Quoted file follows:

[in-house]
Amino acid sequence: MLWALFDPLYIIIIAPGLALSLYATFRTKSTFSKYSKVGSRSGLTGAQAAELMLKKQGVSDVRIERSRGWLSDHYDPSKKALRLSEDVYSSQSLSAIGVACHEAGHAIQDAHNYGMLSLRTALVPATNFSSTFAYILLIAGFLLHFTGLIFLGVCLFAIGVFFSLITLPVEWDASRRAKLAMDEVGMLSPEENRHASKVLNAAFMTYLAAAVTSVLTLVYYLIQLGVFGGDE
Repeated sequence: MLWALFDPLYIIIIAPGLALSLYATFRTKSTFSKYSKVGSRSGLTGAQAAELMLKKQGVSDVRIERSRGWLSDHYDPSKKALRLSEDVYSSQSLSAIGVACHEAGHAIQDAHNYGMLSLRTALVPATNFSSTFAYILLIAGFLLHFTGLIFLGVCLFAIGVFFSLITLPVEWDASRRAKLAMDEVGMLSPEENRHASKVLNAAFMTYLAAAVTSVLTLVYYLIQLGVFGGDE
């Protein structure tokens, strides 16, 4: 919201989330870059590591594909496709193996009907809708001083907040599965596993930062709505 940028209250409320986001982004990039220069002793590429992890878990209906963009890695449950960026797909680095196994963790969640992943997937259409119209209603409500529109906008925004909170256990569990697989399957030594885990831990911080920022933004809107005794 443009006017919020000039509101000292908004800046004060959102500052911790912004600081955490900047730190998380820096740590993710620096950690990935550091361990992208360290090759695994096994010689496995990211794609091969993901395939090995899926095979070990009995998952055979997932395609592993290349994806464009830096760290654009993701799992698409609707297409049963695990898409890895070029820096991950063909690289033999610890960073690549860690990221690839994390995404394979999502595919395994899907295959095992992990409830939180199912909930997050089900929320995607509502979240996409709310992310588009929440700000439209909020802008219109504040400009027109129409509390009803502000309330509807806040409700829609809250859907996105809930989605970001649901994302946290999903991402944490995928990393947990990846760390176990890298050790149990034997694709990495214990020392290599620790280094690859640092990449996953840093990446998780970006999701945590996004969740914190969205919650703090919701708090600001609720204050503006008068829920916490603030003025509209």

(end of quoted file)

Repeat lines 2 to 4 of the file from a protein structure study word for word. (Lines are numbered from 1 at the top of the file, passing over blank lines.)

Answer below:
Amino acid sequence: MLWALFDPLYIIIIAPGLALSLYATFRTKSTFSKYSKVGSRSGLTGAQAAELMLKKQGVSDVRIERSRGWLSDHYDPSKKALRLSEDVYSSQSLSAIGVACHEAGHAIQDAHNYGMLSLRTALVPATNFSSTFAYILLIAGFLLHFTGLIFLGVCLFAIGVFFSLITLPVEWDASRRAKLAMDEVGMLSPEENRHASKVLNAAFMTYLAAAVTSVLTLVYYLIQLGVFGGDE
Repeated sequence: MLWALFDPLYIIIIAPGLALSLYATFRTKSTFSKYSKVGSRSGLTGAQAAELMLKKQGVSDVRIERSRGWLSDHYDPSKKALRLSEDVYSSQSLSAIGVACHEAGHAIQDAHNYGMLSLRTALVPATNFSSTFAYILLIAGFLLHFTGLIFLGVCLFAIGVFFSLITLPVEWDASRRAKLAMDEVGMLSPEENRHASKVLNAAFMTYLAAAVTSVLTLVYYLIQLGVFGGDE
């Protein structure tokens, strides 16, 4: 919201989330870059590591594909496709193996009907809708001083907040599965596993930062709505 940028209250409320986001982004990039220069002793590429992890878990209906963009890695449950960026797909680095196994963790969640992943997937259409119209209603409500529109906008925004909170256990569990697989399957030594885990831990911080920022933004809107005794 443009006017919020000039509101000292908004800046004060959102500052911790912004600081955490900047730190998380820096740590993710620096950690990935550091361990992208360290090759695994096994010689496995990211794609091969993901395939090995899926095979070990009995998952055979997932395609592993290349994806464009830096760290654009993701799992698409609707297409049963695990898409890895070029820096991950063909690289033999610890960073690549860690990221690839994390995404394979999502595919395994899907295959095992992990409830939180199912909930997050089900929320995607509502979240996409709310992310588009929440700000439209909020802008219109504040400009027109129409509390009803502000309330509807806040409700829609809250859907996105809930989605970001649901994302946290999903991402944490995928990393947990990846760390176990890298050790149990034997694709990495214990020392290599620790280094690859640092990449996953840093990446998780970006999701945590996004969740914190969205919650703090919701708090600001609720204050503006008068829920916490603030003025509209």